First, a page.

reviewed one on this blog, but not only have I not read The Two Faces of January I hadn't any idea of the basic plot. Nor did I want to know before I saw the movie. From the opening scenes in which Viggo Mortenson and Kirsten Dunst are touring Greek ruins in their elegant attire to the final violent moments I was riveted. It may be one of the few sun-drenched noir movies in existence. Sun and heat and Greek ruins have never been more sinister on film.
Highsmith's fascination with male bonding, friendship and fraternity is augmented in this story by a very strange surrogate father fixation in the attraction Rydal has for Chester. The catch is Rydal hated his real father who we learn has recently died at the opening of the movie. Yet he cannot help being drawn to Chester who uncannily resembles his dead father. Their initial meeting is all about stares and penetrating gazes and the father/son motif inexorably plays out in a dangerous and ultimately heartbreaking manner.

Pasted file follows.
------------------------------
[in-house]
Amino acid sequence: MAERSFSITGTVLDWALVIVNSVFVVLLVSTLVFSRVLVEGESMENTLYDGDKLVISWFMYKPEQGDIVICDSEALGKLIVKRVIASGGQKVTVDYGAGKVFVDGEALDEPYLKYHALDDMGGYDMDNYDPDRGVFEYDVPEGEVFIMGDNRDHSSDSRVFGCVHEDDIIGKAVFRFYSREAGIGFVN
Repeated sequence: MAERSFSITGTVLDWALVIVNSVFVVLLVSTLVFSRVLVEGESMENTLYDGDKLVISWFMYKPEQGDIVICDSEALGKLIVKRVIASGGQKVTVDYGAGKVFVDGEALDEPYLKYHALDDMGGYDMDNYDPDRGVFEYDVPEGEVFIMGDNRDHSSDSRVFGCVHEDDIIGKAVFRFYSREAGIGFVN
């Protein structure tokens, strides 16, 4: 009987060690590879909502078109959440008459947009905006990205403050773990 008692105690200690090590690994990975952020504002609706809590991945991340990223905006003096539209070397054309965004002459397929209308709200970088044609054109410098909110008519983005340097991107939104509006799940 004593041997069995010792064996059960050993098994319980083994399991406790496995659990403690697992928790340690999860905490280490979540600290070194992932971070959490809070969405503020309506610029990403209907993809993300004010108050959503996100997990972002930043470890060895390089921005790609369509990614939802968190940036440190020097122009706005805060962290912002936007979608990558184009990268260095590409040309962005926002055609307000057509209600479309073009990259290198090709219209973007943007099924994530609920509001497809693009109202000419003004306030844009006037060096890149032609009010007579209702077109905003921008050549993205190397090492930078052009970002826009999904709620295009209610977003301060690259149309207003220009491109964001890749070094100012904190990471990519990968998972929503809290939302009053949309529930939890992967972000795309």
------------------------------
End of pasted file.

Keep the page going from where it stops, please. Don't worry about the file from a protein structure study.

By the time the movie was about halfway done I suddenly had to know if it was being faithful to Highsmith's novel. So I went searching online for a book review or a plot summary and found that it was very much true to her novel with only a few minor tweaks. Having watched this cat and mouse game played out in the blazing Greek sun with more than a few references to it rich mythological heritage not the least of which is the eerie reverse Oedipal psyche I am now eager to read the book. I'm curious if Highsmith focusses more on young Rydal and his twisted family life and also if she delved into mythology as much as Amini did.